Newspaper article The Christian Science Monitor

A Decade Later, a Tempered Vision of NAFTA ; on Its Anniversary, Backers of the Landmark Trade Deal Cite More Mexican Prosperity, but Critics See Loss of US Jobs

Newspaper article The Christian Science Monitor

A Decade Later, a Tempered Vision of NAFTA ; on Its Anniversary, Backers of the Landmark Trade Deal Cite More Mexican Prosperity, but Critics See Loss of US Jobs

Article excerpt

A funny thing is popping up in Mexico's NAFTA boom cities of Tijuana, Leon, Nogales, and Ciudad Juarez: vacancies.

Industrial space that was once hotter than a jalapeno pepper is cooling as companies that flocked to Mexico in the 1990s are looking to China, Honduras, Sri Lanka, and elsewhere for lower wages and better all-around conditions. Overall, the number of jobs in Mexico's so-called maquiladora assembly plants, while still well above what they were when the revolutionary free-trade agreement took effect in January 1994, are down more than 20 percent from their peak three years ago.

It's hardly a cheery gift on NAFTA's 10th birthday. And this mixed picture in Mexico is just one factor souring the image of free trade in the presidential election year.

On the US side of the border, many textile plants are gasping their last breath - an issue that the Democratic presidential candidates, particularly Dick Gephardt, are latching onto. Another concern: Software writers and other high-tech workers who found well- paid positions in the '90s boom years are now learning the barista trade as their jobs migrate to India.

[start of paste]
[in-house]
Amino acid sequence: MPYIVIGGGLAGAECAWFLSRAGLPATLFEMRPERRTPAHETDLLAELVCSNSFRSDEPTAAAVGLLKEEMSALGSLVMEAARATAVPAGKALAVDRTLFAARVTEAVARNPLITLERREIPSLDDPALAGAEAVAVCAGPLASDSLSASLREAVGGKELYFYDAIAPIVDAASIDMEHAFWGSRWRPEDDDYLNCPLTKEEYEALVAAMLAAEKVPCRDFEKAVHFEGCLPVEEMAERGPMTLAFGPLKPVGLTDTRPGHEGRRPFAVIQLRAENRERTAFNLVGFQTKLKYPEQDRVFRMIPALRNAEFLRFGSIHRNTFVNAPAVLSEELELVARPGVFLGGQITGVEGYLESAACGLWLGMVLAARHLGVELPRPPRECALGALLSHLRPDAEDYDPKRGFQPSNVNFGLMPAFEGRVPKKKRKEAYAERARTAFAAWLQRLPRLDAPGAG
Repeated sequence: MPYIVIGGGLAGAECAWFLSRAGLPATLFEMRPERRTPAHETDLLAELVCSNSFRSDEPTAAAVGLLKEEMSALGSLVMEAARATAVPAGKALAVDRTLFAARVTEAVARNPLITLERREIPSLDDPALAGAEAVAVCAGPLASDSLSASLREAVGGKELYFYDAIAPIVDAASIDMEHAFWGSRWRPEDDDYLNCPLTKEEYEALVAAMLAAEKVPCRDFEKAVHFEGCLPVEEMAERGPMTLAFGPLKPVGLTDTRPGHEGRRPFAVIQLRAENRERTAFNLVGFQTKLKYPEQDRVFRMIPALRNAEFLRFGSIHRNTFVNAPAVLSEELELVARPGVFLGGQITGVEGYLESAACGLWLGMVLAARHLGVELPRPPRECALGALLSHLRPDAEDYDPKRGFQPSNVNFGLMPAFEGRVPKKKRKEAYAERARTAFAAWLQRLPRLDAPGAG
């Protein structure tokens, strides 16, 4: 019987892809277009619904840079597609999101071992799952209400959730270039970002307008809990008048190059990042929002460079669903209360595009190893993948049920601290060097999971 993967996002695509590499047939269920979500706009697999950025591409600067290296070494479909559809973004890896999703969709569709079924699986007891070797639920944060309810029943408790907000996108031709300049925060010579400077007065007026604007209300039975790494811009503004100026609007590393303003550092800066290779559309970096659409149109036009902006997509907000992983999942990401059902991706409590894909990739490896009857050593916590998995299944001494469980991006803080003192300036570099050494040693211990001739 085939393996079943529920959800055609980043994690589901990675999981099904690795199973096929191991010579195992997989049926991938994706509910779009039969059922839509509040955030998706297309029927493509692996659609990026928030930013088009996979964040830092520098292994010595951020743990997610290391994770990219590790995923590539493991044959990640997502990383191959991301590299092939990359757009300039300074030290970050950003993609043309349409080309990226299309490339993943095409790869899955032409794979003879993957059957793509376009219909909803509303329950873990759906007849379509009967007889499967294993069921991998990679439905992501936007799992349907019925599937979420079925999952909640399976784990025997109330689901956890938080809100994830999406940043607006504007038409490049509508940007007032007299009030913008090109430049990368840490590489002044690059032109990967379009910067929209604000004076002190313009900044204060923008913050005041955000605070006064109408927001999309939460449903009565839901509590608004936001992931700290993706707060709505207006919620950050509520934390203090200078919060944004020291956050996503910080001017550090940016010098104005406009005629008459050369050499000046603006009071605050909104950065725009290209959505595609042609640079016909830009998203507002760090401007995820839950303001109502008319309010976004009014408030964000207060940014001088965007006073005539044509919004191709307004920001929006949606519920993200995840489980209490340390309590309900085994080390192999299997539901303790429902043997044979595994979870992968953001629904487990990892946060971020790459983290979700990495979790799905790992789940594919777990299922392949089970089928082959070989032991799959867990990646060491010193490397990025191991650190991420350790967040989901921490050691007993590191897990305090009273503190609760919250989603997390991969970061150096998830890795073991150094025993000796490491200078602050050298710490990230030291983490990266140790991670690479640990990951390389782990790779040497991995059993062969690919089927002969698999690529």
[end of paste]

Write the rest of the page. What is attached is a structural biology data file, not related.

Still, the United States' free-trade accord with Chile takes effect Jan. 1, and the Bush administration is preparing to lobby Congress for approval of a recently concluded trade agreement with four Central American countries.

Putting all these elements together, proponents and critics of free trade and the broader globalization process are sparring over what NAFTA has delivered and what new agreements will produce. "There is no great enthusiasm for free trade in the US these days, and NAFTA's failure to meet the high claims and expectations that were laid out at its passage has certainly contributed to that souring," says Peter Hakim, director of the Inter-American Dialogue, a Washington-based policy center drawing on experts across the Americas.

The original expectations

NAFTA was supposed to build a division of labor that produced jobs on both sides of the border, while delivering a prosperity to Mexico that would weaken the factors that have fed Mexican emigration to the US for decades. That was a tall order that no single agreement could make good on, analysts say, especially in the complex environment of expanding globalization.

Yet plenty of pro-trade experts say Americans need to look beyond the overly grandiose expectations for NAFTA to see what expanded trade over the past decade has meant for the hemisphere.

Advocates say poverty is down in Mexico and Chile - which have gone quite far in embracing trade liberalization - while it has hung on stubbornly or in some cases expanded dramatically in countries slower to liberalize, such as Argentina. At the same time, they say wider access to the world's products has made the region's consumers better off. "There are plenty of studies out there, starting with the World Bank's, that demonstrate again and again that the countries that have done well are those that have opened up to the world economy," says Sidney Weintraub, director of the Americas Program at the Center for Strategic and International Studies in Washington.

In addition, they point to a recent World Bank report that, while crediting NAFTA for improved living conditions, also faults Mexico for not capitalizing on the NAFTA revolution. The report asserts that by completing reforms in sectors like taxation, energy, and banking, Mexico would have stayed more competitive. …

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